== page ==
Intended for healthcare professionals

Rapid response to:

Practice Drug Point

Acute psychosis caused by co-amoxiclav

BMJ 2008; 337 doi: (Published 14 October 2008) Cite this as: BMJ 2008;337:a1789

Rapid Response:

Antibiotic induced psychosis or Hoigné’s syndrome

Bell et al. report on a 55 year old woman who suffered an acute onset
of agitation and psychosis in the context of exposure to a combination of
amoxicillin and clavulanate. It is worth noting that reactions of this
type have been previously labelled as Hoigné’s syndrome following numerous
similar descriptions associated with penicillin use in the 1950’s (1).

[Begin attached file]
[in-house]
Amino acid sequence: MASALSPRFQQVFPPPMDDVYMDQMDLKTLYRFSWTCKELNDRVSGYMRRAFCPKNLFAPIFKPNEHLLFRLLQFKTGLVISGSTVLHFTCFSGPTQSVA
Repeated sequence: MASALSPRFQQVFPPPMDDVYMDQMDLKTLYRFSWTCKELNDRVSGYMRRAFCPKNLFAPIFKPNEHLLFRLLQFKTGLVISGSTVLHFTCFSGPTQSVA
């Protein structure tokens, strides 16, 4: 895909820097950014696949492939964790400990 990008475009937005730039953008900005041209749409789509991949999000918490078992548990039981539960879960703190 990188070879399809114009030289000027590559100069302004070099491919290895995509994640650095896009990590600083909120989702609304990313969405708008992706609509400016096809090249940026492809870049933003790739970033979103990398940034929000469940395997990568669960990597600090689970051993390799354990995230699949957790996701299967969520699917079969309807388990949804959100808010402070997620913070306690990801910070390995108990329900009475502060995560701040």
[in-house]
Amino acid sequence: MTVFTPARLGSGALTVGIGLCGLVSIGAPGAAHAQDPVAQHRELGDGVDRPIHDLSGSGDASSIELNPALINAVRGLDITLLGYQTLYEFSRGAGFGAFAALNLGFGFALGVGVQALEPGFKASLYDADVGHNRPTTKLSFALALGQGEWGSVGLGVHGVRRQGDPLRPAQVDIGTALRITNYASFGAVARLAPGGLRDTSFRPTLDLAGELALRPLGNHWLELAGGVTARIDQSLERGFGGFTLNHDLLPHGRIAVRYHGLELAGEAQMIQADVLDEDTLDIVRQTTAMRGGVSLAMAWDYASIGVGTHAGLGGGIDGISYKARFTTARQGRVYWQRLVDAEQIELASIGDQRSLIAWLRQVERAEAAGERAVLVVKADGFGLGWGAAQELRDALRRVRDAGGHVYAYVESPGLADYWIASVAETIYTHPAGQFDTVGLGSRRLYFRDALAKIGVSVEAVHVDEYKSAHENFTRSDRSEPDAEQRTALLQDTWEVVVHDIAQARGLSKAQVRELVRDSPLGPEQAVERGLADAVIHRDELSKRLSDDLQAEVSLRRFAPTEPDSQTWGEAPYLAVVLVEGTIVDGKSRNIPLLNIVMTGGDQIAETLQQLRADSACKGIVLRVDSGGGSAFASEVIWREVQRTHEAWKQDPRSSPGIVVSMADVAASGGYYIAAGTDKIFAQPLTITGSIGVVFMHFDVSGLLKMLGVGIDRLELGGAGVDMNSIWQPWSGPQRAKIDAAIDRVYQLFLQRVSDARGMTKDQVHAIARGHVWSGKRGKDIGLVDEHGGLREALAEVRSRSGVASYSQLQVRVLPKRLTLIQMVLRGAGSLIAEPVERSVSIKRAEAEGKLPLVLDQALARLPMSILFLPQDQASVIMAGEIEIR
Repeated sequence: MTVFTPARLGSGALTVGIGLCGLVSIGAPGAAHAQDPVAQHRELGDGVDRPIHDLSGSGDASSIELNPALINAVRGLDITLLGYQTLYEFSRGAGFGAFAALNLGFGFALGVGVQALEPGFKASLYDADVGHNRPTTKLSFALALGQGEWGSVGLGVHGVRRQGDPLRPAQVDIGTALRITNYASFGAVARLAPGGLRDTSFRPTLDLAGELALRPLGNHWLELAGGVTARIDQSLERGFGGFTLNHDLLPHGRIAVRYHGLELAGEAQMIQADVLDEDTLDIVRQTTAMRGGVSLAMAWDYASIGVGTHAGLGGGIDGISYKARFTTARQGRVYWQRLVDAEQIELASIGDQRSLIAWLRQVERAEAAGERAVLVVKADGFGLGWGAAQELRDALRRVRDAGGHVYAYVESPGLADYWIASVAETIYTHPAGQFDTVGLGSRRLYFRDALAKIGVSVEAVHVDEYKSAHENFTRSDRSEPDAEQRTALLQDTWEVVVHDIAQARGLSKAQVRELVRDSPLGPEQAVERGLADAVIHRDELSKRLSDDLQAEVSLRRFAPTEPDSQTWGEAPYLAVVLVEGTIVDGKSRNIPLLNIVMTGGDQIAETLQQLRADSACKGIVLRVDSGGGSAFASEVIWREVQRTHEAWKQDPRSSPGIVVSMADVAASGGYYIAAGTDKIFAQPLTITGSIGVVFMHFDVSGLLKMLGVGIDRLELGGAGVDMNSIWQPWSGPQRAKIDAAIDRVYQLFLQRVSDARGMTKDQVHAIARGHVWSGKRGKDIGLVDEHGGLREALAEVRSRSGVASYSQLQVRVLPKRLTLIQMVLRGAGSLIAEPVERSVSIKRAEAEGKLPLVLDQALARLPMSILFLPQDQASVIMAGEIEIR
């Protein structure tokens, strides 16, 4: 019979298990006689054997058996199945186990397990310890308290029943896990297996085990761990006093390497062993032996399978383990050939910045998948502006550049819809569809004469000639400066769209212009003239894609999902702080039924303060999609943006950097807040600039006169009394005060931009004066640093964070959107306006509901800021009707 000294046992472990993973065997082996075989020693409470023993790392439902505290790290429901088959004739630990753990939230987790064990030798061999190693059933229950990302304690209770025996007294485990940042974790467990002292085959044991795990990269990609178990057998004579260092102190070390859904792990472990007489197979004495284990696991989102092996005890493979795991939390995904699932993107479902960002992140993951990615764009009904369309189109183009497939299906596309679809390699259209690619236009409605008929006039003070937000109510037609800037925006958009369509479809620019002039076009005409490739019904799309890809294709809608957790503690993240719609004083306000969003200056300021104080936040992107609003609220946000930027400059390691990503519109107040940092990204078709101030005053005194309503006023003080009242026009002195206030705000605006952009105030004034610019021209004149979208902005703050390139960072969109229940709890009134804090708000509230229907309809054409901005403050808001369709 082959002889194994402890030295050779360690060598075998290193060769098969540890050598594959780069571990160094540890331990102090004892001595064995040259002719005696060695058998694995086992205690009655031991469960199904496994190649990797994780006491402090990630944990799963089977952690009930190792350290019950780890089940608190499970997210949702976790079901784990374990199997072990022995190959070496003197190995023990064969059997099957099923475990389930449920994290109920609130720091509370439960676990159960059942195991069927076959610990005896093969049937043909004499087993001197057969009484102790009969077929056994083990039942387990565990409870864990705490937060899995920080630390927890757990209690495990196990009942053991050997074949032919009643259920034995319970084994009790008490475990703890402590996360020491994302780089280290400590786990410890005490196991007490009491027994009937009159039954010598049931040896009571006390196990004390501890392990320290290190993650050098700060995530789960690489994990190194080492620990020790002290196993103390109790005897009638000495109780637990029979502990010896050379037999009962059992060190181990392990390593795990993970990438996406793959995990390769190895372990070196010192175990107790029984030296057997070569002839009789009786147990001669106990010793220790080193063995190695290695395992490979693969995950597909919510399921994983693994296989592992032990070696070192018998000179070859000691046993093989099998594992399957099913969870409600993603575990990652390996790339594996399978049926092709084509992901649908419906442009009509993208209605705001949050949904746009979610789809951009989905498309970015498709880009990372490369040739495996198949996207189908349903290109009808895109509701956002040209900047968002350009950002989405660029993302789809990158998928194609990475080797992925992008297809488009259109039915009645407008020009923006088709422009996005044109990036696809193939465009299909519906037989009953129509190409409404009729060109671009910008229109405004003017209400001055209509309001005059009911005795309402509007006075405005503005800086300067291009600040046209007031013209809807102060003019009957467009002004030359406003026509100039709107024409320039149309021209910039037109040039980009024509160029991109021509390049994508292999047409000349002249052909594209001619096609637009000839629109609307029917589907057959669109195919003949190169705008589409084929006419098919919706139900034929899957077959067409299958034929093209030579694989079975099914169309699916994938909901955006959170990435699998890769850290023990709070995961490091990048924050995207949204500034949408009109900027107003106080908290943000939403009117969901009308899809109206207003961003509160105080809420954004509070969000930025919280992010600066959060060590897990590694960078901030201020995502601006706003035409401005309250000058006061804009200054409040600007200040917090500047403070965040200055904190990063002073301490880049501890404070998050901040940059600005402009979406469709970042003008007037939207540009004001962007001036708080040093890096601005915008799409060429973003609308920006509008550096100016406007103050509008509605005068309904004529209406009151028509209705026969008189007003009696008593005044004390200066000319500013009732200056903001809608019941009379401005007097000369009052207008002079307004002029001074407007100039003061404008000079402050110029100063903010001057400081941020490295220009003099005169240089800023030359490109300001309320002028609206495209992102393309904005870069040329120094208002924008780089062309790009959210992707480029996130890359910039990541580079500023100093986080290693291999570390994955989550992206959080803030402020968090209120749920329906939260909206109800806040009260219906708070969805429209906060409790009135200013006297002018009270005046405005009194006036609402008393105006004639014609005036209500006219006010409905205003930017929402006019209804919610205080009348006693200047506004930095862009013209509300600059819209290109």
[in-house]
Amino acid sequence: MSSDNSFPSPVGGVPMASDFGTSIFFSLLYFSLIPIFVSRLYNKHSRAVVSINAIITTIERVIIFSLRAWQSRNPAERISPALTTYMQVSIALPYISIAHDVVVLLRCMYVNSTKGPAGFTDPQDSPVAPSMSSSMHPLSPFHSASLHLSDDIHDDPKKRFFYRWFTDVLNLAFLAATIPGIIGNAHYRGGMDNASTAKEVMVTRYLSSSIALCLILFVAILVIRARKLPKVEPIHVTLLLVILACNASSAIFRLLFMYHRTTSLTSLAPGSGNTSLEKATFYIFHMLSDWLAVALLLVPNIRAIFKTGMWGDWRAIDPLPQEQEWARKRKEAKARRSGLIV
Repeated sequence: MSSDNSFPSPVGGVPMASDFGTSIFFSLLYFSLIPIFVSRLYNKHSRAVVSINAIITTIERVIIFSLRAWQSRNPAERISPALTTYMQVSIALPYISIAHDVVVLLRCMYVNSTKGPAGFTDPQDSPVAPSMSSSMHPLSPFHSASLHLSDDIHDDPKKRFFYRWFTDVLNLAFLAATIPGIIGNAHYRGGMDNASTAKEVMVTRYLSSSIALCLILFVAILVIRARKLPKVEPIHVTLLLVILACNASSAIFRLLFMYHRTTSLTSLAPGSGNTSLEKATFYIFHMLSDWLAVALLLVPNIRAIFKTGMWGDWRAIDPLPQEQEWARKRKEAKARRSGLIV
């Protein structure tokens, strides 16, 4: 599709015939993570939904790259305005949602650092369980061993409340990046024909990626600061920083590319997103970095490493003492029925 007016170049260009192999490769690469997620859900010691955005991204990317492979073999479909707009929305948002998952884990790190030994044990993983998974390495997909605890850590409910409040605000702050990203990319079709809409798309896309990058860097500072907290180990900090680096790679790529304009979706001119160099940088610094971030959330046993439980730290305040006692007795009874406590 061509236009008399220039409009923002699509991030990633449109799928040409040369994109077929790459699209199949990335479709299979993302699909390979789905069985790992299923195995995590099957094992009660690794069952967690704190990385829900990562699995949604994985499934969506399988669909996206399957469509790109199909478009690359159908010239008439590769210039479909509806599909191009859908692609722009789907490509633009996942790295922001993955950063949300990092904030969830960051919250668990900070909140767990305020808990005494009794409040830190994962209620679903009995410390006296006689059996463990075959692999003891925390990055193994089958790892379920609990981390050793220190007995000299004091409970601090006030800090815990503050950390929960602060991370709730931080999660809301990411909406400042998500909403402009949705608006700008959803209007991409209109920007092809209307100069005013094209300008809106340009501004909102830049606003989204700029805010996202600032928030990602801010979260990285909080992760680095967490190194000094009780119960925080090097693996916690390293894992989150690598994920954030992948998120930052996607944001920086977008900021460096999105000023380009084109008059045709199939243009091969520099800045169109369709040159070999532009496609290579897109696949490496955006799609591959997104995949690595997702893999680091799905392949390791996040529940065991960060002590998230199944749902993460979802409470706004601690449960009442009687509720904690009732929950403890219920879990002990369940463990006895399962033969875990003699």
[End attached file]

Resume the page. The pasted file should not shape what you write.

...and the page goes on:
Whether or not Bell’s case is best described as Hoigné’s or antibiomania -
another term found in the literature, or simply, and possibly preferably,
antibiotic-induced psychosis, those interested in the phenomena will
benefit from using these terms when searching the literature (2).

1. Hoigné R, Schock K. Anaphylactic shock and acute nonallergic
reactions following procaine-penicillin. Schweiz Med Wochenschr 1959; 89:
2. Abouesh A, Stone C, Hobbs WR. Antimicrobial-induced mania
(antibiomania): a review of spontaneous reports. J Clin Psychopharmacol
2002; 22: 71–81.

Competing interests:
None declared

Competing interests: No competing interests

18 October 2008
Christopher J Ryan
Consultation-Liaison Psychiatrist and Clinical Lecturer
University of Sydney, Sydney, 2006